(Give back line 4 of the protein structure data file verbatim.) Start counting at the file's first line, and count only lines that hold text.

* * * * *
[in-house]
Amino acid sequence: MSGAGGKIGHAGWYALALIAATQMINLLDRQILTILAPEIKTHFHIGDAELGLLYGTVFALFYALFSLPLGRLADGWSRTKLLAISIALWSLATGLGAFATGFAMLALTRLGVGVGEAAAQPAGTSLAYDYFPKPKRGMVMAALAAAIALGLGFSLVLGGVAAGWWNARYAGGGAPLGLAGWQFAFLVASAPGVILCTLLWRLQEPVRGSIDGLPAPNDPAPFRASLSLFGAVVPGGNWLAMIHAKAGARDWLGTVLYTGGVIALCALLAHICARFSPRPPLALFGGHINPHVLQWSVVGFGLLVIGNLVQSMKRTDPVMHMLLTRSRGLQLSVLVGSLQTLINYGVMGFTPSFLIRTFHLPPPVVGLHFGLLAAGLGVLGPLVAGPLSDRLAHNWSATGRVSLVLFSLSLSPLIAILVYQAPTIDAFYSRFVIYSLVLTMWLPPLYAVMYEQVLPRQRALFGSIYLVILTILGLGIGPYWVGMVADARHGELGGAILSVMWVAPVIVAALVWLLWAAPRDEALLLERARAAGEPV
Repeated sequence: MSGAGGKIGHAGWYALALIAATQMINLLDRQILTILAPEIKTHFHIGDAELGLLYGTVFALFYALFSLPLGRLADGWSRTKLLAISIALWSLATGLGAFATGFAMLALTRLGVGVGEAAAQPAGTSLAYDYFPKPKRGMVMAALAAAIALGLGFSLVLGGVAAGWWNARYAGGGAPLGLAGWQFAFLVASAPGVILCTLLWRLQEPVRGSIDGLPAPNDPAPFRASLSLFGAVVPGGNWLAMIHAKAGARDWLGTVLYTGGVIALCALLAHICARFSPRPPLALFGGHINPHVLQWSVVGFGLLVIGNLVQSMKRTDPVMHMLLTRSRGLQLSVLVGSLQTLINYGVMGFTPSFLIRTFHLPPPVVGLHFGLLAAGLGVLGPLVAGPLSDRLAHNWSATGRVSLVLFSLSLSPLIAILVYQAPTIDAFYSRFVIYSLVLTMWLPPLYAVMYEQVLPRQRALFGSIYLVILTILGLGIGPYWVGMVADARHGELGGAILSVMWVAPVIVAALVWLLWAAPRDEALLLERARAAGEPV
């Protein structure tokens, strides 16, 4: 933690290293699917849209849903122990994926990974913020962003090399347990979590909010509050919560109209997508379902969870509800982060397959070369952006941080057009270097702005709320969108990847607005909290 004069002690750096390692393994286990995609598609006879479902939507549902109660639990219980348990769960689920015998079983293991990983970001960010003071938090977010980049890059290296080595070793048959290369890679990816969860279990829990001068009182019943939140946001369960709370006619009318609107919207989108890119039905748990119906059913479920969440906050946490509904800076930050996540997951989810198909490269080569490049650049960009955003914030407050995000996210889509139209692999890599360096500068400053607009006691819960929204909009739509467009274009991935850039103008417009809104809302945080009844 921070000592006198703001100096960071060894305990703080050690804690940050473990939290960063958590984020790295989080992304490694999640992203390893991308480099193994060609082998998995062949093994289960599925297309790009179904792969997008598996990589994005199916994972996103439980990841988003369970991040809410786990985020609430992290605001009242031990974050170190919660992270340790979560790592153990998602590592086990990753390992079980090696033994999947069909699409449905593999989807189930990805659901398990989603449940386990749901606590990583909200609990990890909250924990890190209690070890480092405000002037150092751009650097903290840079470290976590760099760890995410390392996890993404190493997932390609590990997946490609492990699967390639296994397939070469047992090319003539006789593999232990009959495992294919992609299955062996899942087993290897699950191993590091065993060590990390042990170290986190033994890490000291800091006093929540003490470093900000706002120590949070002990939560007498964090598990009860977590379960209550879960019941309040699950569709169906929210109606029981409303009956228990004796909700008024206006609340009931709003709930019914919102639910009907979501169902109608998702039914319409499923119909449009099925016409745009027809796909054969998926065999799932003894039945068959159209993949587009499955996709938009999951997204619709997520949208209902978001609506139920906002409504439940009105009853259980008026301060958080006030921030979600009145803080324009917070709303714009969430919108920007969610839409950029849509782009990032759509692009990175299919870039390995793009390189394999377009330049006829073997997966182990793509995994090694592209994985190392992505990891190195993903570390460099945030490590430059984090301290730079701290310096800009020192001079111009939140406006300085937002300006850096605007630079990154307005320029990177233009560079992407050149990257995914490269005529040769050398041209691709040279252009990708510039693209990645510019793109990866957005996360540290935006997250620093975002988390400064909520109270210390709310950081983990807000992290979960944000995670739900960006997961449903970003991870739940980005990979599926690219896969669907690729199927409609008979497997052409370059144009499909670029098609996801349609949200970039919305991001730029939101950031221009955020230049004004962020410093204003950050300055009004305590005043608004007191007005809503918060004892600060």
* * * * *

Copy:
């Protein structure tokens, strides 16, 4: 933690290293699917849209849903122990994926990974913020962003090399347990979590909010509050919560109209997508379902969870509800982060397959070369952006941080057009270097702005709320969108990847607005909290 004069002690750096390692393994286990995609598609006879479902939507549902109660639990219980348990769960689920015998079983293991990983970001960010003071938090977010980049890059290296080595070793048959290369890679990816969860279990829990001068009182019943939140946001369960709370006619009318609107919207989108890119039905748990119906059913479920969440906050946490509904800076930050996540997951989810198909490269080569490049650049960009955003914030407050995000996210889509139209692999890599360096500068400053607009006691819960929204909009739509467009274009991935850039103008417009809104809302945080009844 921070000592006198703001100096960071060894305990703080050690804690940050473990939290960063958590984020790295989080992304490694999640992203390893991308480099193994060609082998998995062949093994289960599925297309790009179904792969997008598996990589994005199916994972996103439980990841988003369970991040809410786990985020609430992290605001009242031990974050170190919660992270340790979560790592153990998602590592086990990753390992079980090696033994999947069909699409449905593999989807189930990805659901398990989603449940386990749901606590990583909200609990990890909250924990890190209690070890480092405000002037150092751009650097903290840079470290976590760099760890995410390392996890993404190493997932390609590990997946490609492990699967390639296994397939070469047992090319003539006789593999232990009959495992294919992609299955062996899942087993290897699950191993590091065993060590990390042990170290986190033994890490000291800091006093929540003490470093900000706002120590949070002990939560007498964090598990009860977590379960209550879960019941309040699950569709169906929210109606029981409303009956228990004796909700008024206006609340009931709003709930019914919102639910009907979501169902109608998702039914319409499923119909449009099925016409745009027809796909054969998926065999799932003894039945068959159209993949587009499955996709938009999951997204619709997520949208209902978001609506139920906002409504439940009105009853259980008026301060958080006030921030979600009145803080324009917070709303714009969430919108920007969610839409950029849509782009990032759509692009990175299919870039390995793009390189394999377009330049006829073997997966182990793509995994090694592209994985190392992505990891190195993903570390460099945030490590430059984090301290730079701290310096800009020192001079111009939140406006300085937002300006850096605007630079990154307005320029990177233009560079992407050149990257995914490269005529040769050398041209691709040279252009990708510039693209990645510019793109990866957005996360540290935006997250620093975002988390400064909520109270210390709310950081983990807000992290979960944000995670739900960006997961449903970003991870739940980005990979599926690219896969669907690729199927409609008979497997052409370059144009499909670029098609996801349609949200970039919305991001730029939101950031221009955020230049004004962020410093204003950050300055009004305590005043608004007191007005809503918060004892600060």